Banks now pay interest on customer savings due to rising interest rates. Deposits and savings accounts generate interest to take advantage of the money saved. Deposits involve leaving money in the bank for a certain period of time in exchange for interest, while savings accounts allow customers to access their money whenever they wish. This difference affects the interest earned and when choosing where to deposit the money, both the profitability and the associated costs, such as taxes, must be considered. In particular, the interest earned is subject to Personal Income Tax (IRPF) and must be declared in the tax return for the year in which it was earned.
According to the Tax Agency, interest generated by accounts and deposits, as well as other financial assets, are considered as income from movable capital. This income is included in the savings taxable base, which is different from the general taxable base in the tax return. The savings tax base includes income from movable capital, as well as capital gains and losses. Depending on the tax base applied, different tax rate brackets are used. For the savings tax base, the tax brackets are as follows:
– For amounts up to 6,000 euros, a tax rate of 19% is applied.
– For amounts between 6,000 and 50,000 euros, a tax rate of 21% is applied.
– For amounts between 50,000 and 200,000 euros, a tax rate of 23% is applied.
– For amounts over 200,000 euros, a tax rate of 26% is applied.
In personal income tax, the savings tax base is divided into state and autonomous community tax brackets. The Autonomous Community bracket is determined by each Autonomous Community, which may give rise to variations in the tax rates applied. However, in the absence of specific regulation, the general rates established by the Personal Income Tax Law are applied. In Navarre, taxation follows a scale with rates between 19% and 28%, while in Vizcaya, Guipúzcoa and Alava, the positive balance of the savings base is subject to a scale of 20% to 25% (the latter rate applicable as from 30,000 euros).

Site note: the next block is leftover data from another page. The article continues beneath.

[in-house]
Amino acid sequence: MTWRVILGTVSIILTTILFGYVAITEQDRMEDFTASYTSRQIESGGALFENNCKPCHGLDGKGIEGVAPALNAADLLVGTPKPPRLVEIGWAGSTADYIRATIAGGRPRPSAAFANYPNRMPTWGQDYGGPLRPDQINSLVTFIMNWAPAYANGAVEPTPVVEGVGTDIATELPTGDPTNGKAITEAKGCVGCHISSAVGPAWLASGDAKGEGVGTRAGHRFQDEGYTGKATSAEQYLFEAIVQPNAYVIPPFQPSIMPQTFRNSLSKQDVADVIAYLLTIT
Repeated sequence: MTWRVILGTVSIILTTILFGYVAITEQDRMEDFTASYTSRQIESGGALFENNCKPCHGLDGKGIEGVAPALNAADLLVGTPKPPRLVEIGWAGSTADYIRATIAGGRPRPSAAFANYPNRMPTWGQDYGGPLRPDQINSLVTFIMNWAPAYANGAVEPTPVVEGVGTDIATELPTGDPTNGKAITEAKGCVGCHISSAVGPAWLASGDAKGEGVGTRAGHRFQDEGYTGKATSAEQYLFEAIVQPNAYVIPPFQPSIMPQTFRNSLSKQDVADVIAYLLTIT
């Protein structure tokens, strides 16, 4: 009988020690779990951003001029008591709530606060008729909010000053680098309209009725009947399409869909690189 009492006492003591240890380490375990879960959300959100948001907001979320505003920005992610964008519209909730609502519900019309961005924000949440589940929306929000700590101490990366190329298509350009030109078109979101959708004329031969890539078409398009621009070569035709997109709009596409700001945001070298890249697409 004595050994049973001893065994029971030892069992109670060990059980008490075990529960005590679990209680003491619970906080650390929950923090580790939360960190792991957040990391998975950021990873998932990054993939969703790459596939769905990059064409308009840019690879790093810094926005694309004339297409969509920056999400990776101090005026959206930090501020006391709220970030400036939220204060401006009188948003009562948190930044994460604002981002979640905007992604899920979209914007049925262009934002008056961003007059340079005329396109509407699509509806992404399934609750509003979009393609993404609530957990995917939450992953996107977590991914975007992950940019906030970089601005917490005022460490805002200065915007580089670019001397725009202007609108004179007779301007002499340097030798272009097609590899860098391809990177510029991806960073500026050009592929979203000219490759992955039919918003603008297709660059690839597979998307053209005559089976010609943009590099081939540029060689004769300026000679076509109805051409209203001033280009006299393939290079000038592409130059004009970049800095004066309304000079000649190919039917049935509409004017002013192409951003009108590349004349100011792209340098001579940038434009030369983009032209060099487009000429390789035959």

The percentages are applied progressively. For example, if a taxpayer obtains 8,000 euros in interest on a deposit, the first 6,000 euros will be taxed at 19% and the following 2,000 euros at 21%. However, when receiving this interest, a withholding will be applied as an advance payment. It is important to note that the withholding is applied only on the amount obtained, not on the total of the taxpayer’s savings. In general, banks apply a 19% withholding. Then, in the income tax return, the corresponding rates will be adjusted according to the total amount resulting from the savings taxable base.
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